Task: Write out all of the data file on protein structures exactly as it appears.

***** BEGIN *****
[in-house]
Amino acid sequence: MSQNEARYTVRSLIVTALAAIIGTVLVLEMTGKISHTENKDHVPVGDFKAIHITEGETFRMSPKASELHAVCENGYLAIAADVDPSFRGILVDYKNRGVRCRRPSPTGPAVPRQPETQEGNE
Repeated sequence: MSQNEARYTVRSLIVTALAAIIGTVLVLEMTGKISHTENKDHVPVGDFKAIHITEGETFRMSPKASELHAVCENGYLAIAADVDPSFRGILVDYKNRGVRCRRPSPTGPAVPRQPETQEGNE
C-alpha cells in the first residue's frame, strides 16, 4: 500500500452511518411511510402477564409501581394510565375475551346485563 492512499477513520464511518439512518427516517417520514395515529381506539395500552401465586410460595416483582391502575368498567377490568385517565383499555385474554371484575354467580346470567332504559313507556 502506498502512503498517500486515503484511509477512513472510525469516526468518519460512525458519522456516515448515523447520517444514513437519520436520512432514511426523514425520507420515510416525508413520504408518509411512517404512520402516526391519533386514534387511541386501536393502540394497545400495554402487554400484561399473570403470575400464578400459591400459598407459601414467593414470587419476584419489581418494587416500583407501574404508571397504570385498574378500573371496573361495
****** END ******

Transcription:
[in-house]
Amino acid sequence: MSQNEARYTVRSLIVTALAAIIGTVLVLEMTGKISHTENKDHVPVGDFKAIHITEGETFRMSPKASELHAVCENGYLAIAADVDPSFRGILVDYKNRGVRCRRPSPTGPAVPRQPETQEGNE
Repeated sequence: MSQNEARYTVRSLIVTALAAIIGTVLVLEMTGKISHTENKDHVPVGDFKAIHITEGETFRMSPKASELHAVCENGYLAIAADVDPSFRGILVDYKNRGVRCRRPSPTGPAVPRQPETQEGNE
C-alpha cells in the first residue's frame, strides 16, 4: 500500500452511518411511510402477564409501581394510565375475551346485563 492512499477513520464511518439512518427516517417520514395515529381506539395500552401465586410460595416483582391502575368498567377490568385517565383499555385474554371484575354467580346470567332504559313507556 502506498502512503498517500486515503484511509477512513472510525469516526468518519460512525458519522456516515448515523447520517444514513437519520436520512432514511426523514425520507420515510416525508413520504408518509411512517404512520402516526391519533386514534387511541386501536393502540394497545400495554402487554400484561399473570403470575400464578400459591400459598407459601414467593414470587419476584419489581418494587416500583407501574404508571397504570385498574378500573371496573361495